receiving a store instruction from a software program being executed by the processor, the store instruction including control information associated with a subroutine;
altering the control information to generate secured control information responsive to receiving the store instruction from the software program using a frame-specific key associated with a current stack frame associated with the subroutine by
generating an authentication tag using the frame-specific key and the control information, such that the control information for each stack frame is altered using a different frame-specific key, and
adding the authentication tag to the control information to generate the secured control information to be stored on the stack;
storing the secured control information on the stack;
receiving a load instruction from the software program; and
responsive to receiving the load instruction from the software program,
loading the secured control information from the stack,
altering the secured control information to recover the control information, and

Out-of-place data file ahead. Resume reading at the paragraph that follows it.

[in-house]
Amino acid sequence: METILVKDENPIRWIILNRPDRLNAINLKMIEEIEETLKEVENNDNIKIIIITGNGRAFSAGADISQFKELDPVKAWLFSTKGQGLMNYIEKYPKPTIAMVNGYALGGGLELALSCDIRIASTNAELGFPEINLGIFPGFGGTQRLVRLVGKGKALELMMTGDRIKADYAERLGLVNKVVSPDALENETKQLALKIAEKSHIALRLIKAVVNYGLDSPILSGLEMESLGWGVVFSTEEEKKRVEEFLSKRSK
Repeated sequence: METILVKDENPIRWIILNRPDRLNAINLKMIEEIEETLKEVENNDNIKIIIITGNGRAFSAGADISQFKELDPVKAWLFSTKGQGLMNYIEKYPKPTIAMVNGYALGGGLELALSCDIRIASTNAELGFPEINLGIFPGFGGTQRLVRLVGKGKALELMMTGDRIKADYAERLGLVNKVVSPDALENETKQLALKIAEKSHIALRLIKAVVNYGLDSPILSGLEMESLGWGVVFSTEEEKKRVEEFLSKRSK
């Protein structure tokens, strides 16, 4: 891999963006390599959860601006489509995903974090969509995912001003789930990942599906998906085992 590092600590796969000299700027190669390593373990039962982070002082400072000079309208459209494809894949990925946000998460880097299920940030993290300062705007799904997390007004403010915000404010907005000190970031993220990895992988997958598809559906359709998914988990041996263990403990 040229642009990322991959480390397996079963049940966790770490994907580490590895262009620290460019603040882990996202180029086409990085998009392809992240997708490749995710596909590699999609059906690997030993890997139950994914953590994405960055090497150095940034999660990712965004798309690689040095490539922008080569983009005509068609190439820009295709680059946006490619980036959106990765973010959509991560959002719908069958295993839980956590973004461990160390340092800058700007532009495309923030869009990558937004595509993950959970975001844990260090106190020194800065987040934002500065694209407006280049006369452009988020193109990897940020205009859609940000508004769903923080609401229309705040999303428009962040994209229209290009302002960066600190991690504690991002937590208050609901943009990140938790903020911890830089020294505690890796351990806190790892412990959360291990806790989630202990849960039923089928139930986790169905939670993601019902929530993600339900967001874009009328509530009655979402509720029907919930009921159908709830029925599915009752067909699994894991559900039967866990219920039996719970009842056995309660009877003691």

returning the control information to the software program.
2. The method of claim 1 wherein the authentication tag is associated with a current stack frame associated with the subroutine.
3. The method of claim 1 wherein altering the secured control information to recover the control information comprises deriving a frame pointer and a return address from the secured control information.
4. The method of claim 3 wherein altering the secured control information to recover the control information comprises:
applying a message authentication code to the frame pointer and the return address to produce a tag value; and
comparing the tag value to the authentication tag included in the secured control information to verify that the control information was not altered while on the stack.
5. A processor for protecting contents of a stack associated with the processor, the processor comprising:
means for receiving a store instruction from a software program being executed by the processor, the store instruction including control information associated with a subroutine;
means for altering the control information to generate secured control information responsive to receiving the store instruction from the software program using a frame-specific key associated with a current stack frame associated with the subroutine, such that the control information for each stack frame is altered using a different frame-specific key, the means for altering the control information further comprising